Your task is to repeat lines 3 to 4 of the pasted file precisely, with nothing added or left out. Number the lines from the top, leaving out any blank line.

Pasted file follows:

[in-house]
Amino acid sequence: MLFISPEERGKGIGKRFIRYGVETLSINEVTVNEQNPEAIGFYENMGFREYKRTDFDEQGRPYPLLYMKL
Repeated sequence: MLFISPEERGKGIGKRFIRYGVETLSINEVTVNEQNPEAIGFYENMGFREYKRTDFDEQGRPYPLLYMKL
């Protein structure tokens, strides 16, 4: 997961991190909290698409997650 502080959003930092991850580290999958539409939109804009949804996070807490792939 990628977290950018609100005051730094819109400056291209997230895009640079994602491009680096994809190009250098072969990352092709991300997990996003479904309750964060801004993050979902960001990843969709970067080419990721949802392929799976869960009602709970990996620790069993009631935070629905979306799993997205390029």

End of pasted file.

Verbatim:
Repeated sequence: MLFISPEERGKGIGKRFIRYGVETLSINEVTVNEQNPEAIGFYENMGFREYKRTDFDEQGRPYPLLYMKL
């Protein structure tokens, strides 16, 4: 997961991190909290698409997650 502080959003930092991850580290999958539409939109804009949804996070807490792939 990628977290950018609100005051730094819109400056291209997230895009640079994602491009680096994809190009250098072969990352092709991300997990996003479904309750964060801004993050979902960001990843969709970067080419990721949802392929799976869960009602709970990996620790069993009631935070629905979306799993997205390029």